An unexpected revolution in governance has begun in Britain, like a shot heard round the world. It is one that former colonials in America might want to track, perhaps even follow.
While perhaps a shaky alliance, the odd-fellow team of Prime Minister David Cameron and Deputy Prime Minister Nick Clegg could easily survive for some time if only for one reason: Both men have a strong desire to decentralize power away from London (for Americans, substitute “Washington”) and toward local government and community groups.
Mr. Clegg, the Lib Dem, says Britain has the most centralized government in Europe (bar Malta), and he wants a “power revolution” that would be the biggest shake-up in the country’s democracy in 178 years. It would, he claims, “transform our politics so the state has far less control over you, and you have far more control over the state.”
For his part, Mr. Cameron, a post-Thatcher Tory, ran on the promise of a “big society” whose core idea is that government should be a catalyst for revitalizing civic groups, entrepreneurs, community volunteers, and local officials to carry more of the burden that central bureaucracies do now.
Their conjoined ideas aren’t anti-government, as old Tories were, or the Reaganesque, government-is-the-problem Republicans. Rather they offer a different form of government, one that is closer to the people, less intrusive, and more reliant on private efforts.
This could easily be dismissed as a nostalgic attempt to recreate an idealized version of 19th-century life, when charities and churches dealt with society’s woes. Cameron’s big-society campaign pitch was, in fact, too vague for voters to give Conservatives enough seats in Parliament for a firm majority.
In the United States, too, President George H.W. Bush talked of a society powered by “a thousands points of light,” a concept that quickly went dark. And his son’s “compassionate conservatism” ended up mainly with two massive federal programs, the No Child Left Behind Act and an expensive drug program for Medicare.
Any top-down devolution of power can be difficult – simply because it is top down. But what Cameron and Clegg can build on are current trends toward localism, such as movements to use local food, local renewable energy such as wind, and even in a few places in the US, local currencies. And the United Kingdom has recently shed much government power to Scotland, Wales, and Northern Ireland.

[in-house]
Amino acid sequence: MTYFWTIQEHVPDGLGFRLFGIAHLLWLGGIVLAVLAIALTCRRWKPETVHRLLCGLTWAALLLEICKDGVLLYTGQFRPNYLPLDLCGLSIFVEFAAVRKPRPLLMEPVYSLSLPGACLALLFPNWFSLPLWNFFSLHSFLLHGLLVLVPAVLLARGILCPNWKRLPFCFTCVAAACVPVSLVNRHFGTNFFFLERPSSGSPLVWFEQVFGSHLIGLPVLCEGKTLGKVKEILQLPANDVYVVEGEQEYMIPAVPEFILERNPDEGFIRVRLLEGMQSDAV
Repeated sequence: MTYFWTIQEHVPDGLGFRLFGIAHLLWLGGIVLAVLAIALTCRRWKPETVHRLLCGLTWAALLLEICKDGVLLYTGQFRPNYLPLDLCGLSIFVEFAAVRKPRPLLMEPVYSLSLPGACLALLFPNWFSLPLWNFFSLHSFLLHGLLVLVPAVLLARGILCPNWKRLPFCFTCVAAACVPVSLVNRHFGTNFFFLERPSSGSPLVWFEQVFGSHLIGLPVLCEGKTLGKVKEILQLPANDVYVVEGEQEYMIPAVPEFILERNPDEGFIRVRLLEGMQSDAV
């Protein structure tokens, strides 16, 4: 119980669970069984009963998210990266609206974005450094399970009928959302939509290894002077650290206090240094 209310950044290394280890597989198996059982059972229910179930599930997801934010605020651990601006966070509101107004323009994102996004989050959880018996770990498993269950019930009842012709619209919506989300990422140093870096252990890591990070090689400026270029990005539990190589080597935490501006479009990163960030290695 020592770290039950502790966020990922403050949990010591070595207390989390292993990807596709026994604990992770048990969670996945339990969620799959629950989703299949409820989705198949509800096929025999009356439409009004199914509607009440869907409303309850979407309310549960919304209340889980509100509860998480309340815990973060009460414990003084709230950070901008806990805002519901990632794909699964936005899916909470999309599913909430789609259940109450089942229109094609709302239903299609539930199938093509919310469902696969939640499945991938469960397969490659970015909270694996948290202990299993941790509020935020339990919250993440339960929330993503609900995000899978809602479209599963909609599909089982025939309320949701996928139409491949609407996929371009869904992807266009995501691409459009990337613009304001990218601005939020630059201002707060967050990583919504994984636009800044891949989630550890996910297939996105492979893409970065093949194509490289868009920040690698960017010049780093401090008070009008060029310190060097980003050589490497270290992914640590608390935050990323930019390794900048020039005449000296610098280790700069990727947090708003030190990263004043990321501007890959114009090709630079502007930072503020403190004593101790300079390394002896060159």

But there is one compelling reason for Britain to throw more responsibility to the locals: The central government’s finances are on the rocks. It has little ability to spend more. A new austerity is needed, as in much of Europe (especially Greece). The welfare state needs help, and it can’t rely on more national taxes.
Britain’s debt is 12 percent of its GDP, and by the end of the year, could be the largest in Europe. To lower that would mean a revolution in the delivery of social services, or rather, as Cameron Conservatives see it, a change in the way citizens see their role in society.
Cameron wants to find ways for adults to join neighborhood groups that provide services. He plans to introduce a “national citizen service” for 16-year-olds. People would have more say over their police and local government (similar, for instance, to charter schools in the US). Such steps would develop local interdependence, more private giving, and social entrepreneurship.
This new coalition sees Britain’s fundamental problem as social: the atomization of society with many individuals lonely, and hungry for connections. In the past 40 years, the number of people living alone has nearly doubled. Like the Beatles’ Eleanor Rigby, many die alone.
This revolution-in-progress might even make sense to a former community organizer from Chicago.
But the Cameron-Clegg duo first needs to put more meat on the bones of their ideas.
Britain, which calls itself the cradle of democracy, may be ready for this experiment in a different kind of democracy.
The Yanks should be watching.